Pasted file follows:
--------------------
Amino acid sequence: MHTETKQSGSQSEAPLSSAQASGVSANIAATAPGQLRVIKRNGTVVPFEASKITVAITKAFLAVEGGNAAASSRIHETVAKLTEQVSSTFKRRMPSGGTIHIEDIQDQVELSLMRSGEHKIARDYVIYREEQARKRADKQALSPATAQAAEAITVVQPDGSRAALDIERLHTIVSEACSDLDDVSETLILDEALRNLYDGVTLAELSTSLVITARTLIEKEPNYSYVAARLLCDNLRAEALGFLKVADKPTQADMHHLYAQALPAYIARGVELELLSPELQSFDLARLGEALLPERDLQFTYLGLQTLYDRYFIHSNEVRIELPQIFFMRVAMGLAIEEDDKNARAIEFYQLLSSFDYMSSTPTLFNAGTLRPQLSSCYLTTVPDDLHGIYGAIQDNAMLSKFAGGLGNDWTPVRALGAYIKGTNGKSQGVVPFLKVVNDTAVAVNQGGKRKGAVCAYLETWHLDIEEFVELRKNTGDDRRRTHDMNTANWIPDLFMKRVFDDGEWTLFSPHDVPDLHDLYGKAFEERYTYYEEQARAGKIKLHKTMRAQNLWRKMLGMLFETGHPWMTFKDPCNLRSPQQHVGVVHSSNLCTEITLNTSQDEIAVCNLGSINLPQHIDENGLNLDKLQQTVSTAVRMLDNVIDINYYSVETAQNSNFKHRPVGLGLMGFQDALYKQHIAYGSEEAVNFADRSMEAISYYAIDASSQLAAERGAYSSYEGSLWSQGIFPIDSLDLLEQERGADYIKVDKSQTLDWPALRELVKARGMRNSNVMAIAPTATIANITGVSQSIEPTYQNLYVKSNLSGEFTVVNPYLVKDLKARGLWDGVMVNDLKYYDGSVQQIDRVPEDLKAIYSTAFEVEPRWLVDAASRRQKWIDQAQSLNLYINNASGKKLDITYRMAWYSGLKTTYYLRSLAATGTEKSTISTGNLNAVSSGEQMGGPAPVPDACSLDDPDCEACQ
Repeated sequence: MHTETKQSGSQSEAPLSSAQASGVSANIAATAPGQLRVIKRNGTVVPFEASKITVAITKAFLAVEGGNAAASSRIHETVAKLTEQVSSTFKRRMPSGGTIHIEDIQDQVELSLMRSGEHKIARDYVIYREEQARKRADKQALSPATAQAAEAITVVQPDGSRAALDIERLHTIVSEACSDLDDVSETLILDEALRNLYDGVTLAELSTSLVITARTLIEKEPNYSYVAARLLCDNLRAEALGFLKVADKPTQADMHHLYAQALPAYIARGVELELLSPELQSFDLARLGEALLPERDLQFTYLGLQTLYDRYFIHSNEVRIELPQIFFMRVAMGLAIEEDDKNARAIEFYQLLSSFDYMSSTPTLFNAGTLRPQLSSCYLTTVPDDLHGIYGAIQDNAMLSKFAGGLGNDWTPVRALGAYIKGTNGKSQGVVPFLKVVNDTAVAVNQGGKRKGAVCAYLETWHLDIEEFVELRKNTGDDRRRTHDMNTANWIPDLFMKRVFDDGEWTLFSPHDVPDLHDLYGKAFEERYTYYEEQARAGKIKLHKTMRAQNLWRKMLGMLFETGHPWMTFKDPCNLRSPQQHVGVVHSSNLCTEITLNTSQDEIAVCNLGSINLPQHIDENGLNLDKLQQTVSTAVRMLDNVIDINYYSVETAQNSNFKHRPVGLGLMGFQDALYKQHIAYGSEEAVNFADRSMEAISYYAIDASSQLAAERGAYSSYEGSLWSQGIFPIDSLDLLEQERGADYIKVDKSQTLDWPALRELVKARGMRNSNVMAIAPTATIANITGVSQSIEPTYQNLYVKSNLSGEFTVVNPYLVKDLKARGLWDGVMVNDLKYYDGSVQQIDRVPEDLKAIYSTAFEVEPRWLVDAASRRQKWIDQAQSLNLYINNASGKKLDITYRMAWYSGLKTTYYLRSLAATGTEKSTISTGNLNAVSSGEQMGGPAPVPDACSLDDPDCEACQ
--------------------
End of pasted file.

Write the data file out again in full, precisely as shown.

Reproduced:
Amino acid sequence: MHTETKQSGSQSEAPLSSAQASGVSANIAATAPGQLRVIKRNGTVVPFEASKITVAITKAFLAVEGGNAAASSRIHETVAKLTEQVSSTFKRRMPSGGTIHIEDIQDQVELSLMRSGEHKIARDYVIYREEQARKRADKQALSPATAQAAEAITVVQPDGSRAALDIERLHTIVSEACSDLDDVSETLILDEALRNLYDGVTLAELSTSLVITARTLIEKEPNYSYVAARLLCDNLRAEALGFLKVADKPTQADMHHLYAQALPAYIARGVELELLSPELQSFDLARLGEALLPERDLQFTYLGLQTLYDRYFIHSNEVRIELPQIFFMRVAMGLAIEEDDKNARAIEFYQLLSSFDYMSSTPTLFNAGTLRPQLSSCYLTTVPDDLHGIYGAIQDNAMLSKFAGGLGNDWTPVRALGAYIKGTNGKSQGVVPFLKVVNDTAVAVNQGGKRKGAVCAYLETWHLDIEEFVELRKNTGDDRRRTHDMNTANWIPDLFMKRVFDDGEWTLFSPHDVPDLHDLYGKAFEERYTYYEEQARAGKIKLHKTMRAQNLWRKMLGMLFETGHPWMTFKDPCNLRSPQQHVGVVHSSNLCTEITLNTSQDEIAVCNLGSINLPQHIDENGLNLDKLQQTVSTAVRMLDNVIDINYYSVETAQNSNFKHRPVGLGLMGFQDALYKQHIAYGSEEAVNFADRSMEAISYYAIDASSQLAAERGAYSSYEGSLWSQGIFPIDSLDLLEQERGADYIKVDKSQTLDWPALRELVKARGMRNSNVMAIAPTATIANITGVSQSIEPTYQNLYVKSNLSGEFTVVNPYLVKDLKARGLWDGVMVNDLKYYDGSVQQIDRVPEDLKAIYSTAFEVEPRWLVDAASRRQKWIDQAQSLNLYINNASGKKLDITYRMAWYSGLKTTYYLRSLAATGTEKSTISTGNLNAVSSGEQMGGPAPVPDACSLDDPDCEACQ
Repeated sequence: MHTETKQSGSQSEAPLSSAQASGVSANIAATAPGQLRVIKRNGTVVPFEASKITVAITKAFLAVEGGNAAASSRIHETVAKLTEQVSSTFKRRMPSGGTIHIEDIQDQVELSLMRSGEHKIARDYVIYREEQARKRADKQALSPATAQAAEAITVVQPDGSRAALDIERLHTIVSEACSDLDDVSETLILDEALRNLYDGVTLAELSTSLVITARTLIEKEPNYSYVAARLLCDNLRAEALGFLKVADKPTQADMHHLYAQALPAYIARGVELELLSPELQSFDLARLGEALLPERDLQFTYLGLQTLYDRYFIHSNEVRIELPQIFFMRVAMGLAIEEDDKNARAIEFYQLLSSFDYMSSTPTLFNAGTLRPQLSSCYLTTVPDDLHGIYGAIQDNAMLSKFAGGLGNDWTPVRALGAYIKGTNGKSQGVVPFLKVVNDTAVAVNQGGKRKGAVCAYLETWHLDIEEFVELRKNTGDDRRRTHDMNTANWIPDLFMKRVFDDGEWTLFSPHDVPDLHDLYGKAFEERYTYYEEQARAGKIKLHKTMRAQNLWRKMLGMLFETGHPWMTFKDPCNLRSPQQHVGVVHSSNLCTEITLNTSQDEIAVCNLGSINLPQHIDENGLNLDKLQQTVSTAVRMLDNVIDINYYSVETAQNSNFKHRPVGLGLMGFQDALYKQHIAYGSEEAVNFADRSMEAISYYAIDASSQLAAERGAYSSYEGSLWSQGIFPIDSLDLLEQERGADYIKVDKSQTLDWPALRELVKARGMRNSNVMAIAPTATIANITGVSQSIEPTYQNLYVKSNLSGEFTVVNPYLVKDLKARGLWDGVMVNDLKYYDGSVQQIDRVPEDLKAIYSTAFEVEPRWLVDAASRRQKWIDQAQSLNLYINNASGKKLDITYRMAWYSGLKTTYYLRSLAATGTEKSTISTGNLNAVSSGEQMGGPAPVPDACSLDDPDCEACQ